The multi-grain rice salmon onigiri was a disappointment for me though. First of all, they sit in the refrigeration case with everything else. Even after my rather leisurely lunch, it was still a little too cold and hard for me. The salmon was also a little flavorless compared to Zaiya’s salty version. The multi-grain rice is a nice alternative to Zaiya’s white rice, and the amount of salmon was ample. Maybe I’d have enjoyed it more if I had exhibited just a smidge of self control and saved it until later in the afternoon.

In the end, I think the Bento Box may have been a rookie mistake. The fish, calamari and rice would have cost me $9.75 purchased separately (the pickled veggies don’t have a price on them). So I only saved about a buck. Instead, I could have gotten the $4.50 mackarel I loved so much, and then tried another more substantial dish like noodles or a sushi bowl and still only spent about $10 (this is why Zach’s original idea of bringing someone to increase the items you get to try is perfect for this place). The mackarel was good enough that I will definitely be back to give this method a try.

It’s also worth mentioning that these waffle creamwiches look pretty delicious.

THE +

  • A huge variety of Japanese dishes and snacks that you can mix and match
  • I prefer this healthier more upscale (and healthier) version of Cafe Zaiya
  • Curried Spanish mackarel FTW!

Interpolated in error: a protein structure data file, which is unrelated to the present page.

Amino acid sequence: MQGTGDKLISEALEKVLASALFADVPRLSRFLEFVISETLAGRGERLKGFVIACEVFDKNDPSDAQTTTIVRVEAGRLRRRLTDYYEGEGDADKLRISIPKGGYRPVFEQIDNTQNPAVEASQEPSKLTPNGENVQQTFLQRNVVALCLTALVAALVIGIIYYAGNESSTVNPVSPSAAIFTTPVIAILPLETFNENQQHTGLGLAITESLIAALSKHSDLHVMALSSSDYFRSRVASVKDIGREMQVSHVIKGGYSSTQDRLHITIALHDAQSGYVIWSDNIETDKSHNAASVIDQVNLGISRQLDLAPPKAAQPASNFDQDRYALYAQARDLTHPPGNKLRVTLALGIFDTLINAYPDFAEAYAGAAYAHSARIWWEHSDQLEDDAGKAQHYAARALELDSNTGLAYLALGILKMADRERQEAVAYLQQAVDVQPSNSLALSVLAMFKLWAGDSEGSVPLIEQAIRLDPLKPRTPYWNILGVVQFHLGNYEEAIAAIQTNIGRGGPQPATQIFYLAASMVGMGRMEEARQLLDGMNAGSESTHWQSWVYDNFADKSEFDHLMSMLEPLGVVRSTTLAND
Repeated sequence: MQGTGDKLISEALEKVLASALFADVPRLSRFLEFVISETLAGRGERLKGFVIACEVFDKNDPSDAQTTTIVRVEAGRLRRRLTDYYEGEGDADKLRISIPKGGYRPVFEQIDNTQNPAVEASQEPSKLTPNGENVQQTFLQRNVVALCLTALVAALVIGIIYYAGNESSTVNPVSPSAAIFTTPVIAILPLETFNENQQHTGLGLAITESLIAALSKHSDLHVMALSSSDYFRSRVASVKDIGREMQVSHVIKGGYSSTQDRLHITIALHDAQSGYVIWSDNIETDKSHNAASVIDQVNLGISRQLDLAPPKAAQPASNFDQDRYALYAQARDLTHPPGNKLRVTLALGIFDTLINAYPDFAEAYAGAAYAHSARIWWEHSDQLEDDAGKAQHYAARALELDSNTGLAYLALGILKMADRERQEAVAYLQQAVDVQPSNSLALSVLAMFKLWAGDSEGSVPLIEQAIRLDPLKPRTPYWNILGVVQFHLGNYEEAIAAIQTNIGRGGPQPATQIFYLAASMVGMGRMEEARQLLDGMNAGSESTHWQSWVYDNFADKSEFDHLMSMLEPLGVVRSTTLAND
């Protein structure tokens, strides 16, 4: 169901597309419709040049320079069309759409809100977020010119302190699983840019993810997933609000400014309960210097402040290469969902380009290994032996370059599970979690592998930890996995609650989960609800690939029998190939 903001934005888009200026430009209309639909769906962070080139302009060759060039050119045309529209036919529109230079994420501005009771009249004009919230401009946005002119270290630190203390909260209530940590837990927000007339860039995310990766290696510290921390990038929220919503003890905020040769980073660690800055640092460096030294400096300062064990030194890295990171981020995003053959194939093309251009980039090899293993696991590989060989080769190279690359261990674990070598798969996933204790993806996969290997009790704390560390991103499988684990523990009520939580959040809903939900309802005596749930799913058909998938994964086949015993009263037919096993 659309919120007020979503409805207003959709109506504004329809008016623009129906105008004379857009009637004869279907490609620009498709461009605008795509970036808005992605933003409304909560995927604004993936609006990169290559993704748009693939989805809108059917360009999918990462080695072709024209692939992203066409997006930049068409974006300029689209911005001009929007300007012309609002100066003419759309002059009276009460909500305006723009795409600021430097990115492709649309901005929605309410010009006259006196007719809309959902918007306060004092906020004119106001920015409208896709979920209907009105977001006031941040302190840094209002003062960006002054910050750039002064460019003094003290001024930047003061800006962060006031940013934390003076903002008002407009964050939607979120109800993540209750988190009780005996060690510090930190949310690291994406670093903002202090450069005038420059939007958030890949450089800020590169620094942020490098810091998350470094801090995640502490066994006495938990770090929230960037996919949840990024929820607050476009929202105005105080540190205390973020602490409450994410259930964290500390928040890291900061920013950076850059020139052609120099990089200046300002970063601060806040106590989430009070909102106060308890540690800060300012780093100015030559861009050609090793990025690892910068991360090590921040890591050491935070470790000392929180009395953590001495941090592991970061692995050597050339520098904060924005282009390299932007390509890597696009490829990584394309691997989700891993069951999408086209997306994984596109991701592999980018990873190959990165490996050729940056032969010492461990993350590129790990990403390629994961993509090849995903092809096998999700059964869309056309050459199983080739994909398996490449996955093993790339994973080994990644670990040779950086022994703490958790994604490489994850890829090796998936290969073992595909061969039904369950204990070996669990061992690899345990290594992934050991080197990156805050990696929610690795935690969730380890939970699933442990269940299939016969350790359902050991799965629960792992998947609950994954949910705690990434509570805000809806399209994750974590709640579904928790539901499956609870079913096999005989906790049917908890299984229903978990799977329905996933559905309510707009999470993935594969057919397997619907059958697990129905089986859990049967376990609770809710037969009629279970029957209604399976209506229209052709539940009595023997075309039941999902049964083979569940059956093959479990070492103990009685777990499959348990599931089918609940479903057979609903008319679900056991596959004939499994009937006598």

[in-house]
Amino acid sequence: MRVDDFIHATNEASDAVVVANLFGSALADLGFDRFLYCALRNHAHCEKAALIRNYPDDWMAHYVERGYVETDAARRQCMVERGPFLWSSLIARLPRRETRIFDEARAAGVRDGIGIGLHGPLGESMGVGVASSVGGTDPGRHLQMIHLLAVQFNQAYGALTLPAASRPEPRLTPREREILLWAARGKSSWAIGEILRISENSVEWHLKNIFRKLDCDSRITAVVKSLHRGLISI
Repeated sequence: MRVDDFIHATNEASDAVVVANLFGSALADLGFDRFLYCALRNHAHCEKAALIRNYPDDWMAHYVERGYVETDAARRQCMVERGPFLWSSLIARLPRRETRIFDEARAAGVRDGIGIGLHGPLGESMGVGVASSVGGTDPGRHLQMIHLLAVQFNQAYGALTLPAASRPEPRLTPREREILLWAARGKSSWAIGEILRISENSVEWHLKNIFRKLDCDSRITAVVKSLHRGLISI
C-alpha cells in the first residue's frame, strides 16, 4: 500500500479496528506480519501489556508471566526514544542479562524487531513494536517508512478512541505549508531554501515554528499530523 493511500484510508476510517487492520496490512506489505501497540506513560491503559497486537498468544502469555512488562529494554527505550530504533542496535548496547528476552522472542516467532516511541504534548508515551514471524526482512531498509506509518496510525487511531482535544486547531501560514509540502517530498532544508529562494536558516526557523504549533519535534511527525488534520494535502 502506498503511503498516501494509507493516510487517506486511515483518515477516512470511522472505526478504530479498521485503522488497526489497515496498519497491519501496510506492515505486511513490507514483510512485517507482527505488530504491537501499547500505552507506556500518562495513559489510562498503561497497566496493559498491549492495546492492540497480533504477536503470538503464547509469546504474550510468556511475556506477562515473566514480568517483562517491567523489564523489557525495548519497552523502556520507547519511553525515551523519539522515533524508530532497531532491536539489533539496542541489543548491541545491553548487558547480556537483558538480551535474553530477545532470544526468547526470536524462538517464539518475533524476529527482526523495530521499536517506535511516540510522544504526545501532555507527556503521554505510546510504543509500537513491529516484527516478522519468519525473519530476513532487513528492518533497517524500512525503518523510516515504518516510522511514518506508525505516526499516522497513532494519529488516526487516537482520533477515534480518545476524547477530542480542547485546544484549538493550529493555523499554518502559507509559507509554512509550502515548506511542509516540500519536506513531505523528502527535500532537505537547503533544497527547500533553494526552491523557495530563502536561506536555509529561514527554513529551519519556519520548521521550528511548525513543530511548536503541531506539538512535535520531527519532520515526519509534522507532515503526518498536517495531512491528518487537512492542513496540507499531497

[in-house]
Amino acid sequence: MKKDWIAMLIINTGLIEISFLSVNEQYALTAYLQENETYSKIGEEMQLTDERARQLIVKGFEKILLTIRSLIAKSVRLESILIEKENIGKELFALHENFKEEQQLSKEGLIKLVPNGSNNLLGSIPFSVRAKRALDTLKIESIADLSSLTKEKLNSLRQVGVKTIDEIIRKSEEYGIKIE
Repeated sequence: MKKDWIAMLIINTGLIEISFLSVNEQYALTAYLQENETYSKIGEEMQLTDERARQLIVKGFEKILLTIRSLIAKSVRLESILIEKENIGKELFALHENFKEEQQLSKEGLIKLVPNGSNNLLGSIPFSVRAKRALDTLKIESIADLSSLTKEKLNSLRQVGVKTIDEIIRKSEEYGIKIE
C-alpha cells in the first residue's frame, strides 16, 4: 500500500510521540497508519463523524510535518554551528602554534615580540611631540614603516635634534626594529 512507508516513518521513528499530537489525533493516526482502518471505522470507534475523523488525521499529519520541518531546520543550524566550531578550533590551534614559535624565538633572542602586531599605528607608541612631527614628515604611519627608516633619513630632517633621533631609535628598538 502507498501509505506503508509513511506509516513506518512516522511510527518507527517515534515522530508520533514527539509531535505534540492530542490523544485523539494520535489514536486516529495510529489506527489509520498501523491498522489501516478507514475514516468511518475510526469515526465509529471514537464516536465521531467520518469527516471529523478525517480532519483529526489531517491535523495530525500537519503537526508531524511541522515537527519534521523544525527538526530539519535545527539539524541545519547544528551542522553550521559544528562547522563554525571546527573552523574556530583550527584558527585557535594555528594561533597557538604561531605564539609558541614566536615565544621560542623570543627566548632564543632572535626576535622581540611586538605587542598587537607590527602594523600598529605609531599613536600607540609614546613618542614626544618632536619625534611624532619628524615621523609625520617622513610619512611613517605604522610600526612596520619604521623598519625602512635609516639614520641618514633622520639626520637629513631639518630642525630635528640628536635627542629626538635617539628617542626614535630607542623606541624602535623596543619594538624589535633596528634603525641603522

THE -

  • It’s a little on the expensive and you can go way over $10 if you’re not careful
  • Many items require heating up, so if you’re eating there you are the mercy of other customers (and the employees)

Mai Sushi, 16 E. 41st St. (btw. 5+Mad.), 212-400-8880

9 Comments

  • i bet you would’ve enjoyed the onigiri more if you got it with white rice instead of multigrain. it’s like sushi served with brown rice.. oy!

    mackeral looks tasty tho!

  • Is that girl with the newspaper a ghost? She has not feet!

  • Tried the mackeral sushi and salmon egg cup earlier this week. Compared to the more traditional pressed-style saba-zushi Chiyoda offered, it sucked balls. The fish looks as ersatz as Yushi … where are these places getting these surreal cartoonish fish slices? Props that they have smaller dishes at lower prices, although I didn’t see too many “deals. cooked food looks halfway decent tho

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    I think the dishes all look nice, but then you realize just how little food you’re getting at the price.

    Compare what you got to a typical Sushi lunch box. Your lunch cost ~12 with the onigiri, were you hungry after that?

    • Price and portion size is a valid concern here. I was not hungry after my $12 lunch (thank god), but I was pretty quickly looking forward to dinner.

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    Also, does the box not come with a mini soup?

  • Just wanted to reinforce that this place SUCKS BALLS.

    Colleague got a fish scale in their yellowtail today and another had gristle in their mackeral.

    SUCKS BALLS!!!!